Marquette pollster Charles Franklin ought to get a raise. His May 30th poll of likely Wisconsin voters showed Scott Walker with a seven-percentage point advantage over Tom Barrett. Sure enough, Walker won the recall by seven percentage points.
A victory for social science, and of course Governor Walker. For a full analysis of the election I urge you to read my colleague Christian Schneider’s breakdown at National Review Online. I will offer only a few hopes for the future.
I hope Walker’s win will be a cautionary tale against using recalls to settle policy disagreements. It is mind-boggling to consider the amount of time, money, and energy spent simply to retain the status quo.
I hope Wisconsin citizens of all political stripes will respect the important role played by public employees. Our public institutions and the employees that run them are key to Wisconsin’s quality-of-life and economic future. To that end, I hope new state revenues can be used to restore reductions in take-home pay for public employees.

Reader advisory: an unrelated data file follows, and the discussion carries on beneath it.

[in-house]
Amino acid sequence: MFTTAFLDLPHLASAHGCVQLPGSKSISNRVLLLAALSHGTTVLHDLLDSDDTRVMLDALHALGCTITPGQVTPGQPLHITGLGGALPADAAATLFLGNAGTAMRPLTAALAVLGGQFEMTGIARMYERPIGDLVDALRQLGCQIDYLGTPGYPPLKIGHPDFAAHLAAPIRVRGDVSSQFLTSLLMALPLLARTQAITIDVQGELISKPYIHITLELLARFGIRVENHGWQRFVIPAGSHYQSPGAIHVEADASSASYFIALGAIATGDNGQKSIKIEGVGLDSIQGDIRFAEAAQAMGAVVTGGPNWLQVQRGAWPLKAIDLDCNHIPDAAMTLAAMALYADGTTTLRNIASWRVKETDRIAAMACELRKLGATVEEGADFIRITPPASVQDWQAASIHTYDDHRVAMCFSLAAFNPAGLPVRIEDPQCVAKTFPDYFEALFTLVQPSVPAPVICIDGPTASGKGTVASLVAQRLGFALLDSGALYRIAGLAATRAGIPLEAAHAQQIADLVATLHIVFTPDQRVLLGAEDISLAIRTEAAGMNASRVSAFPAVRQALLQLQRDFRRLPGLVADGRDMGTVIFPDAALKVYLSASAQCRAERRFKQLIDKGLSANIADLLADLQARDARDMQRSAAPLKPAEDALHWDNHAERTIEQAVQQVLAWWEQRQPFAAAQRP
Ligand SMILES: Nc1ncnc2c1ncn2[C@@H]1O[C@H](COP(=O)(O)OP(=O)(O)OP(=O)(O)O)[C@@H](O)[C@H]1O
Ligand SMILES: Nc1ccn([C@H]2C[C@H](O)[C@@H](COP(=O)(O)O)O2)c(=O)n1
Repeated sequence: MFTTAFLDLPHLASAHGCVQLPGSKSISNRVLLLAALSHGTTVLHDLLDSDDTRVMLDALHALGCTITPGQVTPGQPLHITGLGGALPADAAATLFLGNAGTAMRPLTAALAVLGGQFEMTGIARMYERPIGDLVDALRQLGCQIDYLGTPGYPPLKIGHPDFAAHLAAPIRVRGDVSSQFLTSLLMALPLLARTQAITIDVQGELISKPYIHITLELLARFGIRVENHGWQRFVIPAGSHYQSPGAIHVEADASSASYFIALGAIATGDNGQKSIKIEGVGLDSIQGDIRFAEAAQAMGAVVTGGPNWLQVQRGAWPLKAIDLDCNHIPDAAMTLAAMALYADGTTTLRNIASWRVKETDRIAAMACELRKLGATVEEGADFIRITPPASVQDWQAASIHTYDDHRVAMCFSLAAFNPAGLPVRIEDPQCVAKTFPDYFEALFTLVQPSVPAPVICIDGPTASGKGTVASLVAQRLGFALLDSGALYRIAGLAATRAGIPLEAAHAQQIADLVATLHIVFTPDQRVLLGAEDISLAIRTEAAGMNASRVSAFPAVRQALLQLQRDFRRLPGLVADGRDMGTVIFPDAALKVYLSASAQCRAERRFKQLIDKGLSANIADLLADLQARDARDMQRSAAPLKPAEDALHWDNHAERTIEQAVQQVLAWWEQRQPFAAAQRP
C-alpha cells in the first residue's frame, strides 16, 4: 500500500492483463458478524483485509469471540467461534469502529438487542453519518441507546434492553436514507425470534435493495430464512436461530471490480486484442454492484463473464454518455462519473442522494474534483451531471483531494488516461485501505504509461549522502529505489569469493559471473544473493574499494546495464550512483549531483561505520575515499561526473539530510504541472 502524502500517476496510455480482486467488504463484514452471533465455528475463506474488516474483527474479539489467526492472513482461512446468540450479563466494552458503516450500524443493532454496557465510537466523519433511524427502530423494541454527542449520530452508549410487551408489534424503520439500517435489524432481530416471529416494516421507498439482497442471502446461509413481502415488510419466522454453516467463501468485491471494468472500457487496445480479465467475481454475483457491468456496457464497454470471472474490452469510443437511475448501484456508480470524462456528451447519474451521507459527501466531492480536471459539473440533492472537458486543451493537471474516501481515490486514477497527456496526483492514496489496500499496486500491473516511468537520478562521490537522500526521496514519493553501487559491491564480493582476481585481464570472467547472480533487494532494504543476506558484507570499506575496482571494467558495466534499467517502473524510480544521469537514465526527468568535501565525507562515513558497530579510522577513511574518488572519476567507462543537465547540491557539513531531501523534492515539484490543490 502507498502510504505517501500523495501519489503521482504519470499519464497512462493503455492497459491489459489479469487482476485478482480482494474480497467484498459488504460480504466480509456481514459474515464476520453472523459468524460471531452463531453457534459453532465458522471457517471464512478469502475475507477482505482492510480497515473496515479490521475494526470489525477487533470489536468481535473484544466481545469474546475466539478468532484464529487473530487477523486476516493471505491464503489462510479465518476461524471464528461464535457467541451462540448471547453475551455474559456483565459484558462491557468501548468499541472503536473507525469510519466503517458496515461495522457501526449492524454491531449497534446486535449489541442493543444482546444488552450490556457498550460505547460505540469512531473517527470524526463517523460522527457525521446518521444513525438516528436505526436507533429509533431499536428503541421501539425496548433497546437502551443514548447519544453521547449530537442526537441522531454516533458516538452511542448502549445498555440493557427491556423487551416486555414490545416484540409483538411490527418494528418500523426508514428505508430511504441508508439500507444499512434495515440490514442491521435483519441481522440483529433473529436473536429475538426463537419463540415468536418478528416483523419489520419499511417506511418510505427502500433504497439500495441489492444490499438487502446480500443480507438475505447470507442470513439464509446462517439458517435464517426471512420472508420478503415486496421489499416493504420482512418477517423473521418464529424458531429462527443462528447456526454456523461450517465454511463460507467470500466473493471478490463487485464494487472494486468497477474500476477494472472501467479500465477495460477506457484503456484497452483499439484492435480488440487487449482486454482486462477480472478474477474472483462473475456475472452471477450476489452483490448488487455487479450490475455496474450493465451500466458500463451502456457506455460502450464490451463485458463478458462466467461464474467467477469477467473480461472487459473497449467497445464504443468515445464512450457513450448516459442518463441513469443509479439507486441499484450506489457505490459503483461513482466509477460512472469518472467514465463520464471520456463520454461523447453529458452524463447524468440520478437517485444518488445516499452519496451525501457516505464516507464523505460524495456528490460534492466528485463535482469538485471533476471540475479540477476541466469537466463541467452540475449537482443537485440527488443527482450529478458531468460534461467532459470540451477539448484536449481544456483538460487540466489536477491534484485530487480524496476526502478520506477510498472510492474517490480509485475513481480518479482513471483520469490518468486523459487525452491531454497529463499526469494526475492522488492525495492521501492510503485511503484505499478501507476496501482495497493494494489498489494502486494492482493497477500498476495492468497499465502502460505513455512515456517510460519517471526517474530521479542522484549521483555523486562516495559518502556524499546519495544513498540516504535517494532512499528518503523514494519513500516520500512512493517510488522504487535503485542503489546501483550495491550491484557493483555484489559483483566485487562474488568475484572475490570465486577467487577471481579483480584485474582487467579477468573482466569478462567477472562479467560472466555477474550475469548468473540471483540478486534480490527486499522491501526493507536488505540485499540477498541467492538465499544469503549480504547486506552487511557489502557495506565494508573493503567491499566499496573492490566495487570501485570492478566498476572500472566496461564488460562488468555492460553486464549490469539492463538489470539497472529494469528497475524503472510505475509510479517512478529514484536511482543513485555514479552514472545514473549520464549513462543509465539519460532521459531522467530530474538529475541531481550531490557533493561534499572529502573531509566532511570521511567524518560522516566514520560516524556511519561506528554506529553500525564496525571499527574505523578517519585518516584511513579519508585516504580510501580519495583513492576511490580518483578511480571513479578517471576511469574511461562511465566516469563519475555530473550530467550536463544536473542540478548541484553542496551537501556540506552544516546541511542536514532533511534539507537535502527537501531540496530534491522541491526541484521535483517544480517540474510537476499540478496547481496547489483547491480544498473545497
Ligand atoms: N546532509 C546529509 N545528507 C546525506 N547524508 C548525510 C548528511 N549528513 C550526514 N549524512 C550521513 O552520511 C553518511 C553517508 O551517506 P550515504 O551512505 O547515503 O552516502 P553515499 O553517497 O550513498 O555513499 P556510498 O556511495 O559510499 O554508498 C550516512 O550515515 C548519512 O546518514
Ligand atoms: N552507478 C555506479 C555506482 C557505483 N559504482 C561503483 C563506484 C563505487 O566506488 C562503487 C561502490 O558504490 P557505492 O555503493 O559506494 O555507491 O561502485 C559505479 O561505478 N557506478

I hope public employees are open to new approaches to service delivery in a post-collective bargaining world. A Government sector built on collaboration and mutual respect between public employees and management will be more productive than one built on mutual distrust.
I hope Tom Barrett will focus on being an advocate for the City of Milwaukee. His concession speech was classy, and the state’s largest city needs an advocate as sincere as I believe Barrett is.
I hope the urban non-urban divide so evident in the recall campaign is not a permanent fixture of Wisconsin politics.
Finally, I hope we can regain a little bit of civility, and really dignity in our public discourse. Dismissing policy ideas because of the messenger only guarantees good ideas will be wasted.